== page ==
In a study that signals potential reproductive and health complications in humans, now and for future generations, researchers from McGill University, the University of Pretoria, Université Laval, Aarhus University, and the University of Copenhagen, have concluded that fathers exposed to environmental toxins, notably DDT, may produce sperm with health consequences for their children.

The decade-long research project examined the impact of DDT on the sperm epigenome of South African Vhavenda and Greenlandic Inuit men, some of whom live in Canada’s North.

The study, published in the journal Environmental Health Perspectives, demonstrates a link between long-term exposure to DDT and changes in the sperm epigenome. These changes, particularly in genes vital for fertility, embryo development, neurodevelopment, and hormone regulation, correspond to increased rates of birth defects and diseases, including neurodevelopmental and metabolic disorders.

“We identified regions of the sperm epigenome that are associated with the serum levels of DDE (chemicals that form when DDT breaks down) and this association follows a dose-response trend. I think that’s quite striking, in that the more DDE you’re exposed to, the higher the chromatin, or DNA methylation defects are in the sperm,” said Ariane Lismer, PhD, the study’s lead author, who completed the work while pursuing her PhD at McGill’s Department of Pharmacology and Therapeutics.

“We demonstrate the sperm epigenome’s response to toxin exposures may be linked with disease in the next generation,” said Sarah Kimmins, PhD, who led the research as Professor of Pharmacology and Therapeutics at McGill and is also now a professor in the Department of Pathology and Cell Biology at Université de Montréal. “This is a critical new step for the field because while there are many studies of animals demonstrating toxin effects on the sperm epigenome, studies in humans have not comprehensively demonstrated this.”

Malaria, climate change, and the ‘grasshopper effect’

Despite a global ban on DDT to protect humans and the environment from its effects, the South African government has special permission to use it as an insecticide to control malaria. In some areas, home interiors are coated with the toxin. The study’s findings underscore the urgency to find alternative ways to control malaria and other vector-borne diseases.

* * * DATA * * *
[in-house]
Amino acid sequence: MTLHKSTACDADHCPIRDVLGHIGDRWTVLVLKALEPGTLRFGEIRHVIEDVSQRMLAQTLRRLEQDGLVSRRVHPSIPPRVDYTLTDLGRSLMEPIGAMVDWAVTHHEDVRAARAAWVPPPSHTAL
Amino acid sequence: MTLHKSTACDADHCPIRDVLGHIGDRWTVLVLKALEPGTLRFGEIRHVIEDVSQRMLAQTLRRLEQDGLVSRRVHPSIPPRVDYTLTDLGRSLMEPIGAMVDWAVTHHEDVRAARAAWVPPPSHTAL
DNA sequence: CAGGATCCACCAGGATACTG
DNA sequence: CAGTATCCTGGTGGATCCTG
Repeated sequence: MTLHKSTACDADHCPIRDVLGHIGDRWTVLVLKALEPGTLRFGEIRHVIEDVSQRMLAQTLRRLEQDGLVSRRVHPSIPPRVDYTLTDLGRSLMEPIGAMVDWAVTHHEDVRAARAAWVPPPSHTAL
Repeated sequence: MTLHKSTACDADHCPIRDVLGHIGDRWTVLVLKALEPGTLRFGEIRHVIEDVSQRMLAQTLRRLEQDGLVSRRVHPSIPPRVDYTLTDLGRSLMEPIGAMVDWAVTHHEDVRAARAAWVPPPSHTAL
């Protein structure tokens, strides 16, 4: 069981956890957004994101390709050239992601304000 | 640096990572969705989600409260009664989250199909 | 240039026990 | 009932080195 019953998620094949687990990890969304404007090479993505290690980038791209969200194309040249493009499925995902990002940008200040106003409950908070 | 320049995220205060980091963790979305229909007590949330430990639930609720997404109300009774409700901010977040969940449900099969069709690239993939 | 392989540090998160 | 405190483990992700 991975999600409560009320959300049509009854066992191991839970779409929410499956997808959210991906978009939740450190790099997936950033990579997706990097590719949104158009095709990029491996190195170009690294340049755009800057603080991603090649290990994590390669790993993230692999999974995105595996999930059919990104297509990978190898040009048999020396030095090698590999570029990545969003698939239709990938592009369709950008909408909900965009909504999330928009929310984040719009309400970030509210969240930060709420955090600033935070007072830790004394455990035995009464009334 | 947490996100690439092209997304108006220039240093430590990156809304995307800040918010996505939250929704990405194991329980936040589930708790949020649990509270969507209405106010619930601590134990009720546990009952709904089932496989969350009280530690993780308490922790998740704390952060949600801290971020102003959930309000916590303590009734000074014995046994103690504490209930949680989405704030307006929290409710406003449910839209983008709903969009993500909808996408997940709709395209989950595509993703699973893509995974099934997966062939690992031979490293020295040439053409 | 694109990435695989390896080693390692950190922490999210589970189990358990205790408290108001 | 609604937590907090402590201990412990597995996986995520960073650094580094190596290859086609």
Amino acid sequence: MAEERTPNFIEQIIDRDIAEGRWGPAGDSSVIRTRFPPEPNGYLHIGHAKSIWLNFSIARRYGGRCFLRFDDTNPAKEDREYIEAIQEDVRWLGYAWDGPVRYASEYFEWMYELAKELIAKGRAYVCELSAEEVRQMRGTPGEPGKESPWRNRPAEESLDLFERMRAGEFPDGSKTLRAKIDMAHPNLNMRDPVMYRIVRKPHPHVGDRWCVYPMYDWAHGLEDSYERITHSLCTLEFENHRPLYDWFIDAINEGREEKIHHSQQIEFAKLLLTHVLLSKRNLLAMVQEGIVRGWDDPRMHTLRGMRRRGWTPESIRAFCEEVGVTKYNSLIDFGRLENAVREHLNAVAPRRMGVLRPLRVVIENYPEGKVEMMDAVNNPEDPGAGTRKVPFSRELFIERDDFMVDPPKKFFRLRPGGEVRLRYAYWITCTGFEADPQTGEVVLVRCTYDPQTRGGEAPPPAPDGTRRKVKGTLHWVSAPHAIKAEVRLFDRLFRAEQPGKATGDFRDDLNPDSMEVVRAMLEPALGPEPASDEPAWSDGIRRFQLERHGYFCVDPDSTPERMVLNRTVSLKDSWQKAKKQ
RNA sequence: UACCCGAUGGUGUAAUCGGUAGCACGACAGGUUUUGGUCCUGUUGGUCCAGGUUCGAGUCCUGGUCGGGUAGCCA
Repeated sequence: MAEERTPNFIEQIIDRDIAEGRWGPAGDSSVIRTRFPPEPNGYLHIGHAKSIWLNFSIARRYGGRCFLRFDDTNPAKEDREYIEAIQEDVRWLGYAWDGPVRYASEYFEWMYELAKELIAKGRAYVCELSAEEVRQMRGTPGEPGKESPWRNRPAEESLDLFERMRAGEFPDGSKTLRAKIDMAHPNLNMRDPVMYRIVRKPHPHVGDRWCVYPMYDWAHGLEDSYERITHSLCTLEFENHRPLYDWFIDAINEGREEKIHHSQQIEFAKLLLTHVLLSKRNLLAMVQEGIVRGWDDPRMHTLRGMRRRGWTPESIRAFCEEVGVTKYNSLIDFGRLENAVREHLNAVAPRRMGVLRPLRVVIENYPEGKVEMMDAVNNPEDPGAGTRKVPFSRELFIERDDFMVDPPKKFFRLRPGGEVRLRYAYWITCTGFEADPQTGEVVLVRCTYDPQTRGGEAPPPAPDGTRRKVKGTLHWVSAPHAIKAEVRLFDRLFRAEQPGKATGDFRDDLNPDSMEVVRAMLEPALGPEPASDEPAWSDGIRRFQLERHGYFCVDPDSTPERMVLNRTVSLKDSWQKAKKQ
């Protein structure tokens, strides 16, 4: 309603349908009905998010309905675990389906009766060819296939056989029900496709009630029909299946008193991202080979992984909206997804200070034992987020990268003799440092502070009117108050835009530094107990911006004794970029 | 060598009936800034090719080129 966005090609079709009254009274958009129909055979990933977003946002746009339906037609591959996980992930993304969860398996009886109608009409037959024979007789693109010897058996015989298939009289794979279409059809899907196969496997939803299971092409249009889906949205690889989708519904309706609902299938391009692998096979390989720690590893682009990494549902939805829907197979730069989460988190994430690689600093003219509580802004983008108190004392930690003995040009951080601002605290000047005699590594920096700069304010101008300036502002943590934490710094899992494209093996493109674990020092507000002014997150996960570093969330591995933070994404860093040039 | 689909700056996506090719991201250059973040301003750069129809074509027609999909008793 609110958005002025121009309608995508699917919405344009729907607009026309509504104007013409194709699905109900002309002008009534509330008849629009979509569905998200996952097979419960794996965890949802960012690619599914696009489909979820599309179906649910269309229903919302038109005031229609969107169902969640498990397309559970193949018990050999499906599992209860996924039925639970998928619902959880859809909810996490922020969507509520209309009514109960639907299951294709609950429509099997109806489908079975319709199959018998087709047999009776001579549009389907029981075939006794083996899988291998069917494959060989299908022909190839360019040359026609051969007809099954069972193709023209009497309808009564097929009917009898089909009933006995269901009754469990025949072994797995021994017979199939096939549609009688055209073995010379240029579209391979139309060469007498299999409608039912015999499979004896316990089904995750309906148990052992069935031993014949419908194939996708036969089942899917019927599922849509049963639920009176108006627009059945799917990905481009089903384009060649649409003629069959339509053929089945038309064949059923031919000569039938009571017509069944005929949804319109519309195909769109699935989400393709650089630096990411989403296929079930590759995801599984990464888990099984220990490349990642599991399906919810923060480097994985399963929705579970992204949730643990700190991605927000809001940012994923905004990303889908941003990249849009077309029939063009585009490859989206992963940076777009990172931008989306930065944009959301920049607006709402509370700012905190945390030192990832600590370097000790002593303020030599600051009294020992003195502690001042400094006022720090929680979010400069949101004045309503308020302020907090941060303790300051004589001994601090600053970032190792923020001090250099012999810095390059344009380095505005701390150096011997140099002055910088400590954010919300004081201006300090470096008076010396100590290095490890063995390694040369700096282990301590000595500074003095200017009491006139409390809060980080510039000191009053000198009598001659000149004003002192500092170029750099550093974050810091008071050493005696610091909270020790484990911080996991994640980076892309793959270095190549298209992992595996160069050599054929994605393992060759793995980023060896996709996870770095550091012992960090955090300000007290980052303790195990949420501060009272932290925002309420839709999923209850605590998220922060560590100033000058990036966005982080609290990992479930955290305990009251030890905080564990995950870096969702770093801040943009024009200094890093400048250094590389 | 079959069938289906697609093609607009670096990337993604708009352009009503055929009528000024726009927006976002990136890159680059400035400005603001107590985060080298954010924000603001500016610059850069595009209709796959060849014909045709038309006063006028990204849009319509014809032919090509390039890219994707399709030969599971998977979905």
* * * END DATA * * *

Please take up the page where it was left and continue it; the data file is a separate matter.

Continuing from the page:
“The reality is that people, especially young children and pregnant women, are still dying from malaria. We cannot afford for people in malaria-endemic regions to refuse spraying of their houses, as it will increase their risk of getting malaria,” says Tiaan de Jager, PhD, Dean of the Faculty of Health Sciences and Professor in Environmental Health at the School of Health Systems and Public Health at the University of Pretoria.

What’s more, the number of people and animals exposed to DDT is reportedly increasing due to climate change. DDT can travel vast distances through what is known as the ‘grasshopper effect,’ evaporating with warm air and returning to Earth with rain and snow in colder regions, where it persists in the Arctic food chain.

Rethinking fathers’ role in child development

The findings also highlight the importance of considering fathers in discussions about child health and development. While it’s commonly understood that women should avoid exposure to environmental contaminants during pregnancy, less attention has been given to how toxins affect fathers.

“We tend to think all fathers have to do is fertilize. But in fact, we forget that half of that genome and epigenome comes from the fathers, and half of it comes from the mothers. What that epigenome does in embryo development is critical for normal development,” says study co-author, Janice Bailey, PhD, formerly Professor of Animal Sciences at Université Laval and now the Scientific Director at Fonds de Recherche du Québec en Nature et Technologies (FRQNT).

Although the study focuses on DDT exposures, the researchers say it is not a leap to suggest that exposures to more common household endocrine disruptors such as those found in cosmetics and personal care items may act similarly.

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